In his March 14 speech President Bush directed that countries be identified based on “a set of clear and concrete and objective criteria” that would be applied “rigorously and fairly.” The President stated that the Millennium Challenge Account will “reward nations that root out corruption, respect human rights, and adhere to the rule of law… invest in better health care, better schools and broader immunization… [and] have more open markets and sustainable budget policies, nations where people can start and operate a small business without running the gauntlets of bureaucracy and bribery.”

If I didn’t know the source or if I was a Main Street Mom and Pop conservative this all sounds pretty good. Clear Skies sounded good too. Only MCA is just another conservative menage a trois where language, meaning, intent, and practice is perverted beyond recognition. It is supposed to promote free trade, yet we all know by now that the conservative idea of free trade is to open up a countries’ market for corporate interests to exploit cheap labor, extract resources without fair compensation, and foul the environment. All things that Mom and Pop would not approve of if they knew the sordid details. Bush’s Fake Aid

Instead of hiring aid experts, the administration at first staffed the MCC with conservative ideologues. Rather than partnering with other countries, the White House operated on its own, disconnected from the rest of the world. And when experts criticized the new agency, the administration responded with a bunker mentality, refusing to talk to detractors and learn from its mistakes.

Today, four years after the president announced his initiative, the MCC has signed compacts with six countries — offering only $1.2 billion in assistance. In February, Bush released a budget for 2007 that falls another $2 billion short of his pledge, bringing the total aid to less than half of what he promised. And the new budget once again pushes back the goal, stating that the administration “expects” to provide $5 billion annually in 2008.

“Not only has President Bush broken his word on funding, he has not put in the effort required to turn this excellent idea into a lifesaving reality,” says Jamie Drummond, executive director of DATA, the international aid organization co-founded by Bono.

Exposed: The Religious Right’s Gambling Problem

Wim Wenders, who made an old favorite of mine called Paris, Texas with character actor hall of famer Harry Dean Stanton, has a new film out called Don’t Come Knocking, this is part of Wender’s synopsis,

Howard Spence has seen better days. When he was younger he was a movie star, mostly in Westerns. At the age of sixty, Howard uses drugs, alcohol and young girls to avoid the painful truth that there are only supporting roles left for him to play. After yet another night of debauchery in his trailer, Howard awakens in disgust to find that he is still alive, but that nobody in the world would have missed him if he had died.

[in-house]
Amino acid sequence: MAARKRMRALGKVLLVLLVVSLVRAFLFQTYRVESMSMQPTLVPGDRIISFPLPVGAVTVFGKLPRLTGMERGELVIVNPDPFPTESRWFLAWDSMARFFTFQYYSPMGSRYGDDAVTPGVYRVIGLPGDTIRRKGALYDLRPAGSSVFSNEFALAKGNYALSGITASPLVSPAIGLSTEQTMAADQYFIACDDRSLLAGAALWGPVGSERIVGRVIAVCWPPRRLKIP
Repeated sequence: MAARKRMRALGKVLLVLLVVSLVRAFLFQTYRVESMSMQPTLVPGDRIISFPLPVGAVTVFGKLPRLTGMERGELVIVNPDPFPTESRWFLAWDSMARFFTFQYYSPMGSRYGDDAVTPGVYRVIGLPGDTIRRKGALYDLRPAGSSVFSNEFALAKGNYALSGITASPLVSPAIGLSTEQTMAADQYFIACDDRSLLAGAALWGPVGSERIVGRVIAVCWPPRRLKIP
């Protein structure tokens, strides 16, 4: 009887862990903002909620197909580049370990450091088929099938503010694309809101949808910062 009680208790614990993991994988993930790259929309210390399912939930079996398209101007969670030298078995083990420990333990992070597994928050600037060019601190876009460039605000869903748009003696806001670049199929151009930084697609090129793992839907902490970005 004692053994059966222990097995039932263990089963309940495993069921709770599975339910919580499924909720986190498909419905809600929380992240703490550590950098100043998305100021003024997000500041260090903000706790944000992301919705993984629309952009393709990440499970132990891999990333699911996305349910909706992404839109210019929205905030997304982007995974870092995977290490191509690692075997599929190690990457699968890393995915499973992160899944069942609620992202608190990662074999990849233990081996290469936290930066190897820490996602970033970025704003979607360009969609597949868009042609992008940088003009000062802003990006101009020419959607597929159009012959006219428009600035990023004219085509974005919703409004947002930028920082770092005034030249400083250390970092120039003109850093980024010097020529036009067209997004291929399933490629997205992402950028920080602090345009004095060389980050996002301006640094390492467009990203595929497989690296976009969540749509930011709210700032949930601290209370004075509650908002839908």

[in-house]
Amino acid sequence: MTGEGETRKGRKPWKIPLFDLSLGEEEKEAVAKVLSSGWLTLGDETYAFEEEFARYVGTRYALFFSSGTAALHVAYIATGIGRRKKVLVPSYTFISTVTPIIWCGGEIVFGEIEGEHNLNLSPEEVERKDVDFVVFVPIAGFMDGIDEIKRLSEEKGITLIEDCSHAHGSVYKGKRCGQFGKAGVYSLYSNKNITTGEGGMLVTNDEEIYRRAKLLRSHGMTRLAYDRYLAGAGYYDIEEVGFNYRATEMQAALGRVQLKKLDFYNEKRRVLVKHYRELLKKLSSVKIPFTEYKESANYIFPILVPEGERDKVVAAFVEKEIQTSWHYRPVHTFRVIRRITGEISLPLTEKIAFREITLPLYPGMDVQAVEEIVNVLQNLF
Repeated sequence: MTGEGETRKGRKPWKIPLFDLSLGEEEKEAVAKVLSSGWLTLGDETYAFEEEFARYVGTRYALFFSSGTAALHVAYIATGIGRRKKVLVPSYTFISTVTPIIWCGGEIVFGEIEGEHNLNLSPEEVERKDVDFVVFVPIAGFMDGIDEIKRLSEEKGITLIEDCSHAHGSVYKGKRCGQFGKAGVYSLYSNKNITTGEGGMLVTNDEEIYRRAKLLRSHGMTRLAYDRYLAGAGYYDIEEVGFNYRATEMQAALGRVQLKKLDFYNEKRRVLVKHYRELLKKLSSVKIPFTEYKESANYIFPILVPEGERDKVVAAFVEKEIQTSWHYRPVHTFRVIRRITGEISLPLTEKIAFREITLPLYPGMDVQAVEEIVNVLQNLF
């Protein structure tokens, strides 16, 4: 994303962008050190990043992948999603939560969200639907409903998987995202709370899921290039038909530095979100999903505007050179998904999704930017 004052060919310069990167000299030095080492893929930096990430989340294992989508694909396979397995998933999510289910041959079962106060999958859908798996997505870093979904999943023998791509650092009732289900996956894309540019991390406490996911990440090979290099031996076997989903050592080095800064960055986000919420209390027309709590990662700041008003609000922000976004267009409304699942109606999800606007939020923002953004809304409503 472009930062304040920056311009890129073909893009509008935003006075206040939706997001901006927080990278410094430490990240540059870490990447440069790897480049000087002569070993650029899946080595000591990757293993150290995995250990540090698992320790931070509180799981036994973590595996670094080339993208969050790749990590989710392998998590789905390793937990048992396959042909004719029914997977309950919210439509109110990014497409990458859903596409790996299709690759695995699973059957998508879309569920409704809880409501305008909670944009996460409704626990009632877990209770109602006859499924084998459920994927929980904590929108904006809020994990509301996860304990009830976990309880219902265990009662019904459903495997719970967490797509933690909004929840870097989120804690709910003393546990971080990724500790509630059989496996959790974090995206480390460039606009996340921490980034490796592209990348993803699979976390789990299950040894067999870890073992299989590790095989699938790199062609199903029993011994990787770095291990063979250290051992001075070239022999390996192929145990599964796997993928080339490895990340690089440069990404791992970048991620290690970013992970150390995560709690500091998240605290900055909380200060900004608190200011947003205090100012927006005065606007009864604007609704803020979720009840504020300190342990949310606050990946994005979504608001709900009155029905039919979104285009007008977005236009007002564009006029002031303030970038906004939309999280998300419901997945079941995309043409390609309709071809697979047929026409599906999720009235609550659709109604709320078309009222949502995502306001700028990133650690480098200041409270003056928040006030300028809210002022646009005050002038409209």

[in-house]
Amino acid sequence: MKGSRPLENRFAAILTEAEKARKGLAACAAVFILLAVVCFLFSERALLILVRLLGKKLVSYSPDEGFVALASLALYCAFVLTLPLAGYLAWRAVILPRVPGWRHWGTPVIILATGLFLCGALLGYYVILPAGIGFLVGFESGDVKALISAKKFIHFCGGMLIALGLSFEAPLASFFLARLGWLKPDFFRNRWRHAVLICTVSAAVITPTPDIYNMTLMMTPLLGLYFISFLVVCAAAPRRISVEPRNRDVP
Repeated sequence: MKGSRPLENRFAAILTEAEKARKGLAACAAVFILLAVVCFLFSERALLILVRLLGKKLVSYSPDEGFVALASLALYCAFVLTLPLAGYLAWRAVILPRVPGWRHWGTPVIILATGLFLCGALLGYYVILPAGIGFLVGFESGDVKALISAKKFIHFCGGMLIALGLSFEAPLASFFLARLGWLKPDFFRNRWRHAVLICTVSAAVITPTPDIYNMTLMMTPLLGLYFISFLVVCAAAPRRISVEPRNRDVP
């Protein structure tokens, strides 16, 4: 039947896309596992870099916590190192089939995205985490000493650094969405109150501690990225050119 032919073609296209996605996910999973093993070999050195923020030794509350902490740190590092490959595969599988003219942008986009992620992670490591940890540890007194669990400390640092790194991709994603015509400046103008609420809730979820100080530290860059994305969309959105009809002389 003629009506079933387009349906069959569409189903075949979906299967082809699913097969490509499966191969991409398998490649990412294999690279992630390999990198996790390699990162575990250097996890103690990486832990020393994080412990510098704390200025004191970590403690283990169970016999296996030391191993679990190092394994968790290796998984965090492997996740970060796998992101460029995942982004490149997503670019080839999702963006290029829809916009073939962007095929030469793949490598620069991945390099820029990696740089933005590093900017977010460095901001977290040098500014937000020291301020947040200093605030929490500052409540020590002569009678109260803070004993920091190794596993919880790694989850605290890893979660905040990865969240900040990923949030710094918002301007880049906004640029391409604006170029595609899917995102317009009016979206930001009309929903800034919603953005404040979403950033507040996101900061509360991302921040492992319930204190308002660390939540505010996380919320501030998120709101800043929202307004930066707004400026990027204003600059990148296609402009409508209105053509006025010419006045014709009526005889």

That morning Howard is absent from the film set. Instead, we see him galloping away on his movie horse in his costume full cowboy regalia.
But there is no camera filming him this time. Howard is fleeing, from the film and his life.

OK, road picture, Sam Shephard, Jessica Lange, Sam Shepard, Tim Roth and Sarah Polley. Did I say road picture, old cars, trailers, horses, an aging bad boy finally grows up, salons, blue western skies. Apple trailer here. there’s even an iPod version.

Senator Harkin redemns himself, via Daily Kos

DURBIN: I’ll tell you point blank that to argue that there was some sort of a briefing of members of Congress is to ignore the obvious. Ninety-six senators have not heard any details of what is happening with this warrantless wiretap.

In addition, there are only eight members of the Senate Intelligence Committee who are now being given some sort of a briefing.

Let me tell you what I believe led to Senator Feingold’s censure resolution, the utter frustration that this Republican Senate refuses to ask the hard questions in oversight of this administration about this war, about the use of warrantless wiretaps, about statements made by the president to the American people that there’ll be no wiretapping without court orders.

We know now that in many of these instances, the American people deserve answers. And this Republican Senate has refused to do it. I think that’s why Senator Feingold introduced this resolution….

“Were you good at it?”

I glanced at Mike. No help there. He could have been working out his tax returns or figuring the age of the universe or reminiscing fondly about his last meal at Le Bernardin.

“I was good at it.”

“Why’d you stop doing it?” I saw Mike’s shoulders stiffen. The man stopped playing with his pen. I took a deep breath.

“Personal reasons,” I said. He was quiet for a while.

“It was your choice? They didn’t ask you to leave?”

“It was my choice.”

The man leaned back in his chair. “And the private investigating, are you good at that, too?” I paused. This was getting old.

“No, not really. Mostly I hang out at home watching TV, faking my time reports, and padding my expenses.” The man sat up. He held his pen in his fist, looking at me, the first stirrings of anger on his brow. Mike turned around, his face in neutral. I went on, speaking evenly, matter-of-factly.